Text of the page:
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MIPI Presentations from the Drive World Conference at DesignCon 2024

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MIPI Tutorial and Member Presentations

Drive World Conference at DesignCon 2024
30 January - 1 February 2024


MIPI Tutorial: Enabling Trusted Automotive Machine Vision Applications Using MIPI Interfaces & Protocols

MIPI presented a three-part, in-depth tutorial, "Enabling Trusted Automotive Machine Vision Applications Using MIPI Interfaces & Protocols," at DesignCon 2024 as part of the Drive World Conference track.

Led by the developers of MIPI camera, A-PHY® and Security specifications, the tutorial provided a comprehensive overview of MIPI's latest automotive initiatives, focusing on how the use of MIPI CSI-2®, together with MIPI’s framework of approved PHYs and functional safety/security enablers, combine to help developers meet their automotive machine vision goals.


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Part 1: Introduction to MIPI CSI-2 Features and Capabilities for Automotive Imaging Systems

This segment introduces the CSI-2 protocol, including an overview of the features that benefit automotive imaging systems, explores CSI-2 provisions to alleviate RF emissions, and highlights available physical layer options, including bridged and natively integrated options.
Presented by Haran Thanigasalam, Camera and Imaging Consultant for MIPI Alliance


Part 2: What’s New with the MIPI A-PHY v2.0 Automotive SerDes Interface

This segment covers the latest developments with MIPI A-PHY®, enhancements in the upcoming A-PHY v2.0, A-PHY’s use in software-defined vehicles, new Power Over A-PHY power classes, the reference compliance test suite and creation of an A-PHY compliance program.
Presented by Edo Cohen, Co-Chair of the MIPI A-PHY Working Group


Part 3: Introducing MIPI’s CSI-2 Camera Cybersecurity Specifications for Automotive ADAS and ADS

This segment describes the approach MIPI has undertaken to secure connections "end-to-end" between CSI-2 image sensors and their related ECUs, and explains how MIPI’s application-based security approach is distinct from other methods in its extent and configurability.
Presented by Rick Wietfeldt, Co-Chair of the MIPI Security Working Group



MIPI-Related Member Presentations at the Event

DesignCon 2024 also included several presentations by MIPI members, including presentations on the value that test and measurement methodologies bring to automotive standards.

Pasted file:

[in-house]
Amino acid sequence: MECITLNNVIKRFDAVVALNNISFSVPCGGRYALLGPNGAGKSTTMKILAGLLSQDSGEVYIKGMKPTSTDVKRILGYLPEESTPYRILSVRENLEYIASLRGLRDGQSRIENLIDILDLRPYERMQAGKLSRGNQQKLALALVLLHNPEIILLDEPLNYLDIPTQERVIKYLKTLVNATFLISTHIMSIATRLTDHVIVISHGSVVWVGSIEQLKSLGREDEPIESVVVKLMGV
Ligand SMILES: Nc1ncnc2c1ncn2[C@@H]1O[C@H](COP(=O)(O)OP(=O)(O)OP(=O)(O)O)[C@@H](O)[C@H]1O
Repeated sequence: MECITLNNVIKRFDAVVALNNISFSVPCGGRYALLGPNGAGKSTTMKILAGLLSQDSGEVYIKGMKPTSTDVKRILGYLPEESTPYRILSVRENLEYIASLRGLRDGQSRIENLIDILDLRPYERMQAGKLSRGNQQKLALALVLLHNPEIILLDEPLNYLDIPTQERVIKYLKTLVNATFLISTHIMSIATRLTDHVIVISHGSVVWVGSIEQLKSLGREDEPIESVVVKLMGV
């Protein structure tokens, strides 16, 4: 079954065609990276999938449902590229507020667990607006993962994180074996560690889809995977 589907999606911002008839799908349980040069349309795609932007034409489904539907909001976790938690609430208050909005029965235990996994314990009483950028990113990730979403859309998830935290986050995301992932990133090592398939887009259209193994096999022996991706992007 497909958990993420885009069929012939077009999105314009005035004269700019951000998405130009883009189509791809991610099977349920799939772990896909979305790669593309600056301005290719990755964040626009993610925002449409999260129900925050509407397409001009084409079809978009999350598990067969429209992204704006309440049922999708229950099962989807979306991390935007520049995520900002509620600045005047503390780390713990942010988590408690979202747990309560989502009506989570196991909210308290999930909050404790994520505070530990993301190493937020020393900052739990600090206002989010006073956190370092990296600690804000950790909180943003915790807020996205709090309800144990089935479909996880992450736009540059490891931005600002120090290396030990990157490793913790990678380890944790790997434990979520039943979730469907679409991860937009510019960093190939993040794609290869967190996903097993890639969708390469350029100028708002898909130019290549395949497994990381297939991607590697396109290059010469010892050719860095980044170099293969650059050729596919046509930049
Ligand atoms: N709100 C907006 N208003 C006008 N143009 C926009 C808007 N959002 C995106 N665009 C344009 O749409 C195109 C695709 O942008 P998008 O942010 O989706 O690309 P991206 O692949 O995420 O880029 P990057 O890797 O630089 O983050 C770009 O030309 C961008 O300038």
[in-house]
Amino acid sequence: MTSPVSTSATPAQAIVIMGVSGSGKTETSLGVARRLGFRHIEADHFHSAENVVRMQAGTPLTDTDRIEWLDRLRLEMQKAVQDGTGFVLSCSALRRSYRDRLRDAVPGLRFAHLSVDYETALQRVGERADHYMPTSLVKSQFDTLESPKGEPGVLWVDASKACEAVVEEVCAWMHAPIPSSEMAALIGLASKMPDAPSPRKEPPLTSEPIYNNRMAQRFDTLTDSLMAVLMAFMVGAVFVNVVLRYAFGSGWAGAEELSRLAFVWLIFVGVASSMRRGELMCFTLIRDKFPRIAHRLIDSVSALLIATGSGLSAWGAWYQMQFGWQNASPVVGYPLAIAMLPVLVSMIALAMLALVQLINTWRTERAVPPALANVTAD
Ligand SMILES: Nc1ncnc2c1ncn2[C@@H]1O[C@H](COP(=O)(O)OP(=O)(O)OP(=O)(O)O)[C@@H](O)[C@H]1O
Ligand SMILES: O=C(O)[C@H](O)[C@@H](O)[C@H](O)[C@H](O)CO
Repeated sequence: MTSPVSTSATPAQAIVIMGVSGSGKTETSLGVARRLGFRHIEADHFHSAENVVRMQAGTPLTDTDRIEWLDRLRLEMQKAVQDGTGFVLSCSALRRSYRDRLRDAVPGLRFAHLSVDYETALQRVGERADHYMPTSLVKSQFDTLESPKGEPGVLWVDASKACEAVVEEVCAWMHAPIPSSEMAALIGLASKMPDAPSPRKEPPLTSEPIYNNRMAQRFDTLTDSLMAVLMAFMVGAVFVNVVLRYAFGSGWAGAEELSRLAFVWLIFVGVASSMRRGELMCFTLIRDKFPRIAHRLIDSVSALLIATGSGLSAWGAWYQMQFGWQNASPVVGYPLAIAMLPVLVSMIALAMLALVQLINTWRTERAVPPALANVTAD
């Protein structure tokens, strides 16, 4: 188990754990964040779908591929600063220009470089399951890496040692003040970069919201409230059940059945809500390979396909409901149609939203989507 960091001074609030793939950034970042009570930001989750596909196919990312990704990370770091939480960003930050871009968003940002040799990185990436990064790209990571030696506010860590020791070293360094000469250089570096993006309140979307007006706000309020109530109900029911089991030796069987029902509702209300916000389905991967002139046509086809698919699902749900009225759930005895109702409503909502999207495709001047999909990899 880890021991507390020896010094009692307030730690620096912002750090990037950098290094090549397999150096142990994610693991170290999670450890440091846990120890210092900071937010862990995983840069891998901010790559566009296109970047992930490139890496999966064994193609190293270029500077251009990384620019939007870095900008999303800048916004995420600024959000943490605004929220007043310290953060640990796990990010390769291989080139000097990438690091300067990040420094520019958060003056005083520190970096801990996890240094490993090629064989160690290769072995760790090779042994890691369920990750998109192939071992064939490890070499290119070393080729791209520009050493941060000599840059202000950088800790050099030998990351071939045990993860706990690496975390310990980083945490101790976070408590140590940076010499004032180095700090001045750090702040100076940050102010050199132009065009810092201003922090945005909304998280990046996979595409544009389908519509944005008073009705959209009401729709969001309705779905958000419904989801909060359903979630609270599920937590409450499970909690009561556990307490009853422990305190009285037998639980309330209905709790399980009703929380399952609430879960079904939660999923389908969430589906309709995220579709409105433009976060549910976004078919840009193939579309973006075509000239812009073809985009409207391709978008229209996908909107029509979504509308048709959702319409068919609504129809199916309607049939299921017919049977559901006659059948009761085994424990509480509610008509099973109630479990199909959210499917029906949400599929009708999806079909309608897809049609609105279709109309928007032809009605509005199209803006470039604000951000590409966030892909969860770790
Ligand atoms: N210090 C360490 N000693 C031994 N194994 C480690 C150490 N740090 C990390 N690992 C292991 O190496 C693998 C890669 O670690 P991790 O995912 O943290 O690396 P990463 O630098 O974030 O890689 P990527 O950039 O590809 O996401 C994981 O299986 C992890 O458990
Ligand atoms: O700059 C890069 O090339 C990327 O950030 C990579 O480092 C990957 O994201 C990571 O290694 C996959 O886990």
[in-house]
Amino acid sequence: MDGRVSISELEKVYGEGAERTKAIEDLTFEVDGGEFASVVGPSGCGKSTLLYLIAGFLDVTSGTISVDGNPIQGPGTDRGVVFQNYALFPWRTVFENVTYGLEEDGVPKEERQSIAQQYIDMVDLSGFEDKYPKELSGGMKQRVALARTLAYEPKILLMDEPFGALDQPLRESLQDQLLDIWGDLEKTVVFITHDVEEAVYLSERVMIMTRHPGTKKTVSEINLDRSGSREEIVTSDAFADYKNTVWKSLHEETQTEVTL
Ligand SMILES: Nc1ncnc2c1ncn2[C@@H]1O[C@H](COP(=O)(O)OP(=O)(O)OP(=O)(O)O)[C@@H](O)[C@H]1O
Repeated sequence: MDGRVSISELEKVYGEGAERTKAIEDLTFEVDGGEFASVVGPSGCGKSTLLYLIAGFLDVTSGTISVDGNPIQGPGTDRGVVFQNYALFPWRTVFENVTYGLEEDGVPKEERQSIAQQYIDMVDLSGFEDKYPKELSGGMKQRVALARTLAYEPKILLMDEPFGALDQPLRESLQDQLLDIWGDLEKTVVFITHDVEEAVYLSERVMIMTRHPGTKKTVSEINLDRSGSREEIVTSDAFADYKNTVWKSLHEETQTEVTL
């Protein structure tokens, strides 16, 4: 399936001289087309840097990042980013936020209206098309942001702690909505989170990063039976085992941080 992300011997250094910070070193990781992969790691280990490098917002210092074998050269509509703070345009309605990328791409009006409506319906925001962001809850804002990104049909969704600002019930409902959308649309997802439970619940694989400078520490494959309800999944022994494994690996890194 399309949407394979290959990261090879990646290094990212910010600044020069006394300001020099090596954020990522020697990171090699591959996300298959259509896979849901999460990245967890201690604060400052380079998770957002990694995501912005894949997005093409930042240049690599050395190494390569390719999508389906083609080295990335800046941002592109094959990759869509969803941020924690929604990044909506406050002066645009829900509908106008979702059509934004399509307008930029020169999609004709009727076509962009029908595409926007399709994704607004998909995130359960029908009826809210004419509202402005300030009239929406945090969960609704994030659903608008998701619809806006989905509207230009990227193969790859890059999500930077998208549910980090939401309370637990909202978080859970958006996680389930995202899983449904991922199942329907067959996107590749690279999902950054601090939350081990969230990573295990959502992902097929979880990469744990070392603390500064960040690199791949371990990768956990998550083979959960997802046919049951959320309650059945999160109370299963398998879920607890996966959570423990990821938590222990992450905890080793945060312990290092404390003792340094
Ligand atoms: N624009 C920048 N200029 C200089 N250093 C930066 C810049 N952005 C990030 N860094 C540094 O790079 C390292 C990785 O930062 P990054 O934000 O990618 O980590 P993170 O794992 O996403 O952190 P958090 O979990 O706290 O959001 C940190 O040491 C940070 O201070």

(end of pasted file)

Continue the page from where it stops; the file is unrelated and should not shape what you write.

These sessions included:

Approaching Perfect Receiver Tolerance Tests: Using an AWG to De-Embed the Test Fixture While Embedding Channel Response

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Stressed-Receiver Tolerance testing (Rx testing) requires a reference transmitter that generates a test signal with specifically calibrated impairments combined with a test interconnect with a specified worst-case differential insertion loss frequency response. A test fixture is necessary for connecting the reference transmitter to the receiver being tested, the DUT (device under test). The test fixture may include cables, connectors, adapters, splitters, etc, whose response is necessarily included in the stressed-signal calibration. Calibration of the stressed signal is the most time-consuming and difficult step in Rx testing. This paper introduces an approach that has been effective in Rx testing for the HDMI and MIPI standards: Use of an AWG (arbitrary waveform generator) to embed the required test channel response and specified signal impairments – like jitter and noise – directly into the test signal. The technique simplifies the tests and makes them more repeatable: calibration time is reduced, and physical compliance/variable-ISI boards are eliminated along with most of the test fixture cables and connectors. We show how to embed channel characteristics in impaired waveforms along with common pitfalls, and then turn to a communication channel model for automotive standards that typically have long channels and disparate cables.
Presented by BitifEye Digital Test Solutions GmBH


Automotive High-Speed Serial: How the Harsh Environment Challenges Established Technology & Test Methods

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The harsh automotive environment includes sudden and prolonged attacks of electromagnetic interference (EMI), dynamic channel response variations caused by thermal and humidity fluctuations – temperature ranges of -40 to +150 C, and humidity variations from frozen to soaked to desiccated – and interconnects composed of multiple cable segments combined with reflection-generating inline connectors that, over years of use, suffer shielding degradation and channel attenuation. The expected lifetime of every component, without loss of signal integrity, is 20+ years and 200,000+ miles. Plus, conventional HSS (High-Speed Serial) equalization and Forward Error Correction (FEC) methods are inadequate for the varying magnitudes and spectra of automotive non-Gaussian, high peak probability, narrowband interference and crosstalk. Managing the signal-to-noise ratio and error rate in this unstable, safety-critical environment demands highly adaptive SerDes that dynamically track channel variations and are capable of some interference cancellation. Our presentation addresses the design, diagnostic, and compliance testing methodologies required to ensure durable, error-free automotive communication links composed of interoperable components through the vehicle lifespan. We'll conclude with a discussion of the requirements of the current HSS automotive standards – MIPI A-PHY, Automotive Ethernet, and ASA – and solicit audience comments on their strengths and weaknesses.
Presented by Valens Semiconductor & BitifEye Digital Test Solutions GmBH